Likelihoodbased tests of topologies in phylogenetics. Syst. Biol
, 2000
"... Abstract.—Likelihoodbased statistical tests of competing evolutionary hypotheses (tree topologies) have been available for approximately a decade. By far the most commonly used is the Kishino–Hasegawa test. However, the assumptions that have to be made to ensure the validity of the Kishino–Hasegawa ..."
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Cited by 225 (3 self)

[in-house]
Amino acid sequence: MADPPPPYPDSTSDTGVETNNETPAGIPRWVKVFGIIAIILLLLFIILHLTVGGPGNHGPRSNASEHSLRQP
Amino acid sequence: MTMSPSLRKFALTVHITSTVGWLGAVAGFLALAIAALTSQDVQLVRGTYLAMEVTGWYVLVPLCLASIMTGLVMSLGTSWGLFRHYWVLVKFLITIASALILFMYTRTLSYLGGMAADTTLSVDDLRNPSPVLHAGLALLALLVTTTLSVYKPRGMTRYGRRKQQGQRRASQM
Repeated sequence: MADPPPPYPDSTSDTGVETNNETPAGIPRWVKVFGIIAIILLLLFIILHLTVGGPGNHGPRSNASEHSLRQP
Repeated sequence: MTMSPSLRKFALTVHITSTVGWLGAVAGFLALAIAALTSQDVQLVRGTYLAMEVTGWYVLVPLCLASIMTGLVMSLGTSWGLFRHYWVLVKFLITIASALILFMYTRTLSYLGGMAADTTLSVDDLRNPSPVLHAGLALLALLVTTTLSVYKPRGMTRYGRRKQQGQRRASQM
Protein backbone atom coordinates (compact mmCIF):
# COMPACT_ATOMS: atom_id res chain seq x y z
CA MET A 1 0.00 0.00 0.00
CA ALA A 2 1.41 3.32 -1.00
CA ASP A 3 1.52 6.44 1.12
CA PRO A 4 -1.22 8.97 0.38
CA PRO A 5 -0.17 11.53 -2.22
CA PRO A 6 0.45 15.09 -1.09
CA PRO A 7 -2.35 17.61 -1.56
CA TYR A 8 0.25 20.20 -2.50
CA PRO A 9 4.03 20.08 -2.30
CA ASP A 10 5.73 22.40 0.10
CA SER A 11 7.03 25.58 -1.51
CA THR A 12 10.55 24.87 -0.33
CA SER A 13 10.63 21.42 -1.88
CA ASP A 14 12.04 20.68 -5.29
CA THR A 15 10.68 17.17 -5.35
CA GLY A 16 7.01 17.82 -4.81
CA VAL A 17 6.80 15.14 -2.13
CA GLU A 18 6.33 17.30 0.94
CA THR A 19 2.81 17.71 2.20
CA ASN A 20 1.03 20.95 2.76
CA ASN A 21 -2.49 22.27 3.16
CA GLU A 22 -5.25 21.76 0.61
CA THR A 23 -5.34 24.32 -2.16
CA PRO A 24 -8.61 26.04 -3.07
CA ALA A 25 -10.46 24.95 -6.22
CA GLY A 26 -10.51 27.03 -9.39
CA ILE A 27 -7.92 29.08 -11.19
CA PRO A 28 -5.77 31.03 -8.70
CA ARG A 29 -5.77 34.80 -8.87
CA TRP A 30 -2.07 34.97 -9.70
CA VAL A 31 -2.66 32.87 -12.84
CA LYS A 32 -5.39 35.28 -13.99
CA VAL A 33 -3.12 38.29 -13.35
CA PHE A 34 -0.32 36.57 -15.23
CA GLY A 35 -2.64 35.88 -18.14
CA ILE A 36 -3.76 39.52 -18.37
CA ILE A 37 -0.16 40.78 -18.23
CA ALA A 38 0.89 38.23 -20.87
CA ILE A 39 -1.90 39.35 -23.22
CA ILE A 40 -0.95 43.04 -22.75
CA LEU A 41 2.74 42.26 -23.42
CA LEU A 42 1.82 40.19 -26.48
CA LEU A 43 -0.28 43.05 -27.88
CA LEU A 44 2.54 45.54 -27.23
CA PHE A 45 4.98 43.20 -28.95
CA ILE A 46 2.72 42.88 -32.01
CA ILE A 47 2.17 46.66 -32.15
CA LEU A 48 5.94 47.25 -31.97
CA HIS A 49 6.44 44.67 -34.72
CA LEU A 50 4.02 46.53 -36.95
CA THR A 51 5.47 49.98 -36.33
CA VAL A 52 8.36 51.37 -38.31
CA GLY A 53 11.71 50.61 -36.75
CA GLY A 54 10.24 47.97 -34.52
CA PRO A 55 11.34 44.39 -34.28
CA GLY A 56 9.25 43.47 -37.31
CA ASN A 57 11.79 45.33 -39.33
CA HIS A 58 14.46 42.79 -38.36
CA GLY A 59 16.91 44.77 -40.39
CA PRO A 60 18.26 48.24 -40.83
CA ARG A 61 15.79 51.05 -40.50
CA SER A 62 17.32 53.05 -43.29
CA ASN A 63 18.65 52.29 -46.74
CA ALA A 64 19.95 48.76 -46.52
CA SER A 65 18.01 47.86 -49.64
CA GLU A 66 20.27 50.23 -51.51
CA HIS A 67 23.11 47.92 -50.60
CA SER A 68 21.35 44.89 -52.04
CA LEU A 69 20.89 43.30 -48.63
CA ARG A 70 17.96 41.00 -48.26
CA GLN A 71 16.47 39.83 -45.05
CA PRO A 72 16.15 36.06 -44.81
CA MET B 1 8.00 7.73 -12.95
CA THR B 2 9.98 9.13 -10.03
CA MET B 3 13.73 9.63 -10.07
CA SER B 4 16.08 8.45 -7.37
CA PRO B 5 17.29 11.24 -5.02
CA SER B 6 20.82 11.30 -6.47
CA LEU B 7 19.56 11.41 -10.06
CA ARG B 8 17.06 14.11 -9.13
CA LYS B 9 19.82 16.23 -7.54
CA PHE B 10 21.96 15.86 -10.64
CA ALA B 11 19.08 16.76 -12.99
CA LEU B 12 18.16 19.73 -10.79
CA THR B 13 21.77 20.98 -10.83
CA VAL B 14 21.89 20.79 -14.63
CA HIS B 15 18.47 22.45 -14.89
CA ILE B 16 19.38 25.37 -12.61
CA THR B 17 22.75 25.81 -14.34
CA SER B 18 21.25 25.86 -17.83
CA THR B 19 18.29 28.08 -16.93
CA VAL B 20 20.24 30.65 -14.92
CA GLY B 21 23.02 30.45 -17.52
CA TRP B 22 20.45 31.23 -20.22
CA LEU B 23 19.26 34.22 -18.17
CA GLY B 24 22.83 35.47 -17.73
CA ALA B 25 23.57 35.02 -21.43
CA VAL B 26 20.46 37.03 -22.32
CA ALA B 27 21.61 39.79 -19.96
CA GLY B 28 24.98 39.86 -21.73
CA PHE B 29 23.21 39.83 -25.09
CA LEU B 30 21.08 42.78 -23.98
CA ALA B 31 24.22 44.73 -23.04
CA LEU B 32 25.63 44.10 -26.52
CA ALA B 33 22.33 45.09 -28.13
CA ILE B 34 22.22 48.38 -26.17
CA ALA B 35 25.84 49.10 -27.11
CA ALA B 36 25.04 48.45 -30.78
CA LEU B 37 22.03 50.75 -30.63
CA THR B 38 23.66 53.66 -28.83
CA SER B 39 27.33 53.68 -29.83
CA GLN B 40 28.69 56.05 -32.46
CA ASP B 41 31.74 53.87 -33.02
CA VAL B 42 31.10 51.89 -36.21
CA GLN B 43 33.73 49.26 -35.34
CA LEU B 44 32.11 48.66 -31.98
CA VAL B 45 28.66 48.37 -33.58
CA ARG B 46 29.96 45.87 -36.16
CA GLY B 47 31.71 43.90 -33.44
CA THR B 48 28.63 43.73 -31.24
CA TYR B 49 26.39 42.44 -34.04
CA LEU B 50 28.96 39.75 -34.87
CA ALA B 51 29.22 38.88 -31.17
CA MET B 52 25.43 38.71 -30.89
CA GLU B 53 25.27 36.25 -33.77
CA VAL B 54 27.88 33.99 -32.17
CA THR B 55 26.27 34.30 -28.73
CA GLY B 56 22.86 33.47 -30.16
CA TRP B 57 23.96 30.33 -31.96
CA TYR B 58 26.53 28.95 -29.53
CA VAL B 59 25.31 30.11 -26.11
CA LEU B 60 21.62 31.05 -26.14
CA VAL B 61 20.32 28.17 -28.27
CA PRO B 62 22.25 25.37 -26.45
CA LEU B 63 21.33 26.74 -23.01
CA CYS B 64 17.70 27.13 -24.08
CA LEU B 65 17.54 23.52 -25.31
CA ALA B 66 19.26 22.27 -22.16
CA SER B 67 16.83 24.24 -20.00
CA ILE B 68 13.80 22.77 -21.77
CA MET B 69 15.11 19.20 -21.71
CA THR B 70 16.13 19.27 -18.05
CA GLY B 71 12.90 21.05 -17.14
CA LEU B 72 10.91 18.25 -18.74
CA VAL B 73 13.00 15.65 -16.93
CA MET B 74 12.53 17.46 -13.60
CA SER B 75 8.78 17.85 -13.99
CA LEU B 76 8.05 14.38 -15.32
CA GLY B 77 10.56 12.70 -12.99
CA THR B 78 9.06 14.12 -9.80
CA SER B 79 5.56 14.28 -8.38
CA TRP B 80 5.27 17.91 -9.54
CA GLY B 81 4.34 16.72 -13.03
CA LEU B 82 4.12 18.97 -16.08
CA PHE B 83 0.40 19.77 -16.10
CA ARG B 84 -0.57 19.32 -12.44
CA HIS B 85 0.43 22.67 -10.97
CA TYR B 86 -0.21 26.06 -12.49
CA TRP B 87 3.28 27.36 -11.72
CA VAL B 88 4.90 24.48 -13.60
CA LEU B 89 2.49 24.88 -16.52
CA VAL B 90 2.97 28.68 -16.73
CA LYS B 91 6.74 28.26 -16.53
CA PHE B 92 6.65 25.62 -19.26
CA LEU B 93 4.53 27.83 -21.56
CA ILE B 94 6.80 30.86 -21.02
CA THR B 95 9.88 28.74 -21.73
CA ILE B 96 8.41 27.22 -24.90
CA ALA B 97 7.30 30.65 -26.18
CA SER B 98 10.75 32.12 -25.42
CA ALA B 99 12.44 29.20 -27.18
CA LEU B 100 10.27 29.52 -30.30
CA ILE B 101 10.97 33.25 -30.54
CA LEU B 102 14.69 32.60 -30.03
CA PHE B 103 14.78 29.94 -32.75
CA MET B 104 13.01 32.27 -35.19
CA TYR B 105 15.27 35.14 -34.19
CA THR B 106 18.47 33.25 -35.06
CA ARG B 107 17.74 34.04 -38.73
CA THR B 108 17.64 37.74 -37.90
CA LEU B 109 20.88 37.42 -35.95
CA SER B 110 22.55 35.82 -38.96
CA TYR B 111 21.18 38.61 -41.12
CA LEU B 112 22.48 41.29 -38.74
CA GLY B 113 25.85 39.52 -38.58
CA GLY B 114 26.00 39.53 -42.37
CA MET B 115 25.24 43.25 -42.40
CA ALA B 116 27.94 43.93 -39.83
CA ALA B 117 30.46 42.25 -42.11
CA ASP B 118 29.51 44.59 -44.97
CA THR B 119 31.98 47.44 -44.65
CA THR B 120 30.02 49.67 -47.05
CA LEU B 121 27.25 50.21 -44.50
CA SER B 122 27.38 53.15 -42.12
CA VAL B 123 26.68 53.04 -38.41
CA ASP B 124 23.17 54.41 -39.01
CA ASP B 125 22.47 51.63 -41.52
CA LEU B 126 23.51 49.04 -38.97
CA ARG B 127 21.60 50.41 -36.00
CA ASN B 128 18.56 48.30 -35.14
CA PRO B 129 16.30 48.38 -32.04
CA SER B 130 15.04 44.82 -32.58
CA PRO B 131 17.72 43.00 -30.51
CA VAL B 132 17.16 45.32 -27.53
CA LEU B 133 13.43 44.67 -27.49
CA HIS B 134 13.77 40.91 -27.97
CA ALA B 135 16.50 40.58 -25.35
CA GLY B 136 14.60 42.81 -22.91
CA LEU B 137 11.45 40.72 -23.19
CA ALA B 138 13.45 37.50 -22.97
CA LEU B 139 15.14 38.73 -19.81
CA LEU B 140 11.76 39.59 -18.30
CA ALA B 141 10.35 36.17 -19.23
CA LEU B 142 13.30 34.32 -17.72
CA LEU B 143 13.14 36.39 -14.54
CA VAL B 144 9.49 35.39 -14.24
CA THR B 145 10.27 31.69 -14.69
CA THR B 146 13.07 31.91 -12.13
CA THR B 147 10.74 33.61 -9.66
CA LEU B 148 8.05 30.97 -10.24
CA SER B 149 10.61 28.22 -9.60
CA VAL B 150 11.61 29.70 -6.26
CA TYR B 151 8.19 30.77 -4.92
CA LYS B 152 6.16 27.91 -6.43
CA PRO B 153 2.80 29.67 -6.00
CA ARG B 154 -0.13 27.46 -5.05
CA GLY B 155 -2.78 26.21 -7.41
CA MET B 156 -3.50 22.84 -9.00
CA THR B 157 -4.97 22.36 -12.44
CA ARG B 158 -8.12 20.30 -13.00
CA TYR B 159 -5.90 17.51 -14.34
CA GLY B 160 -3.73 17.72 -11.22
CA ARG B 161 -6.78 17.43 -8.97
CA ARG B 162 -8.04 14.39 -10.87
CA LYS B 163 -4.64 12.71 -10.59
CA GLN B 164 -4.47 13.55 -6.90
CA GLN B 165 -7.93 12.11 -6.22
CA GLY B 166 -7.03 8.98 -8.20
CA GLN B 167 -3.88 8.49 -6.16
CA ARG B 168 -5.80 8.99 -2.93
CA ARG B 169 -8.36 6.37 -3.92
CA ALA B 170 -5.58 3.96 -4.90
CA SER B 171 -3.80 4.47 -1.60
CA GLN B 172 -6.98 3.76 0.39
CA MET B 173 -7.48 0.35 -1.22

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Abstract.—Likelihoodbased statistical tests of competing evolutionary hypotheses (tree topologies) have been available for approximately a decade. By far the most commonly used is the Kishino–Hasegawa test. However, the assumptions that have to be made to ensure the validity of the Kishino–Hasegawa test place important restrictions on its applicability. In particular, it is only valid when the topologies being compared are speci�ed a priori. Unfortunately, this means that the Kishino–Hasegawa test may be severely biased in many cases in which it is now commonly used: for example, in any case in which one of the competing topologies has been selected for testing because it is the maximum likelihood topology for the data set at hand. We review the theory of the Kishino–Hasegawa test and contend that for the majority of popular applications this test should not be used. Previously published results from invalid applications of the Kishino–Hasegawa test should be treated extremely cautiously, and future applications should use appropriate alternative tests instead. We review such alternative tests, both nonparametric and parametric, and give two examples which illustrate the importance of our contentions. [Kishino– Hasegawa test; maximum likelihood; phylogeny; Shimodaira–Hasegawa test; statistical tests; tree topology.] Hasegawa and Kishino (1989) and Kishino and Hasegawa(1989)developed methods for estimating the standard error and con�dence intervals for the difference in loglikelihoods between two topologically distinct phylogenetic trees representing hypotheses that might explain particular aligned sequence data sets. The method initially was introduced to compute con�dence intervals on posterior probabilities for topologies in a